1 Mechanical Issues
1.1 I think my bike has a flat, do I need to replace the tire and tube?
How long has it been since you pumped air into it? Unlike automobile tires, bicycles tires do not retain their air pressure nearly as long, so it may appear that you have a bad tube when in fact it just needs air.
If the tube is bad, the options are to use a patch kit (only a temporary fix) or replace the tube itself. You do not need to replace the tire unless there is significant damage (dry rotted, torn, or severely punctured).
1.2 What caused my flat tire?
Flat tires can be caused by numerous objects or circumstances in our area. One of our primary causes is the Sand Spur (Cenchrus Tribuloides Linnaeus). These little seed pods can and will puncture your inner tube by embedding themselves in your tire. If you ride any of our paths or trails in the area beware of these weeds along your route and if you see any in your tires, carefully flick them off your tire with some sort of tool. We say carefully as they will quickly stick in your fingers.
Another cause of a hole in a tube is riding with low pressure. This primarily causes two types of flats, torn valve stems and pinch flats.
Other types of punctures are more obvious and occur from objects penetrating the tire and making a hole in the tube. Make sure you know what caused your flat prior to installing your new tube.
1.3 Do your services include patching up tubes?
Unfortunately, we do not perform that service. Though we do carry a wide variety of tube sizes and will gladly do a tube replacement for you.
1.4 I replaced my worn bike chain and now the new chain still skips gears. Why is this happening?
It's possible that your chain was far too worn to warrant just a chain replacement. This can be avoided by periodically checking for chain wear using a chain checker tool like the Park Tool CC-2 and altering your riding habits by shifting into different gears. Consistently riding in one or two gears, in conjunction with a worn out chain, will not only accelerate wear on your chain but also on your cassette and chain rings.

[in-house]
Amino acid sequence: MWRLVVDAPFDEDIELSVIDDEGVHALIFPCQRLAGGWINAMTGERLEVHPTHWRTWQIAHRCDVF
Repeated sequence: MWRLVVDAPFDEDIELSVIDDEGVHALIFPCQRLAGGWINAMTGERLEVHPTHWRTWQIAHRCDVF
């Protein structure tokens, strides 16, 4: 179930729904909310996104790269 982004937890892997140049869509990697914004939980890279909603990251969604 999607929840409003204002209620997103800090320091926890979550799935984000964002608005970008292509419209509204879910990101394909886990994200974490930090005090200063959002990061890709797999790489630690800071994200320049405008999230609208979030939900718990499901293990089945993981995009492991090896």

2 Our Services
2.1 Why does my repair quote cost more than how much I paid for bike?
2.2 Do you perform restorative work (eg. paint jobs and rust removal)
2.3 My bike was assembled incompletely or incorrectly. How much will it cost to have you make it right?
Normally we'll have customers come in with partially assembled bikes that they either ordered online or from a big box retailer. Most often in those cases we charge a $100 assembly fee to give it our due diligence, where we approach the job as if the bike came directly out of the box. Through our experience we found that this approach avoids costly or dangerous outcomes stemming from lack of oversight.
2.4 Can I schedule a bike service?
We perform services on a first come, first serve basis and encourage customers to be proactive by bringing in their bikes before the outset of riding season.
2.5 How often should I bring my bike in for a tune-up?
That depends on several factors such as how often you ride, where the bike is stored. and riding habits. If you ride regularly, the rule of thumb is to have your bike serviced once a season.
2.6 Do you buy used bikes?
We do not, however, we do take in trade-ins (on our discretion) for new bikes.
3 Bike Sizes
3.1 I am not sure what sized bike I need. Where do I begin?
Sizing charts from bicycle manufacturers are often the primary source for determining the right size for your bike. You can find such sizing charts in our online bicycle listings, which are specific to the individual bike model. However, sometimes sizing charts are not as accurate as one would hope, due to an individual rider's body geometry (e.g. long torso, short legs v.s. short torso, long legs). For that reason we encourage customers come into Bike Cycles to undergo a brief, complimentary sizing session using our state-of-the-art Retül Match Tower technology.
3.2 I think the bike I bought from you is the wrong size, can I return it for an exchange or refund?
Yes, you may return your bike within 30 days of the purchase date. No questions asked. We can arrange for an exchange should the appropriate model/size become available.
3.3 Can you explain how bike sizes are measured, and what the differences are between mountain bike and road bike sizes?
We can, but we'll let this brief wikiHow video do all the explaining.
4 Riding in Wilmington, NC
4.1 How do get around Wilmington by bike?
We get it. Getting around this town by bike can be problematic. However, navigating around Wilmington doesn't have to require living here your whole life. We're here to help! While the alternative transportation infrastructure is lacking some parts of Wilmington and its environs, local governments are aware of the increasing demand for bicycle and pedestrian friendly-paths. We highly recommend checking out the Wilmington Area Metropolitan Organization's (WMPO) GIS page to understand our community's current bike / pedestrian path layout. Or just drop by the shop to receive free map printouts.
4.2 Are lights or reflectors mandatory by law?
During low light conditions, the state of North Carolina requires that bicyclists equip their bikes with headlights visible from 300 feet and taillight or rear reflector that is visible from 200 feet.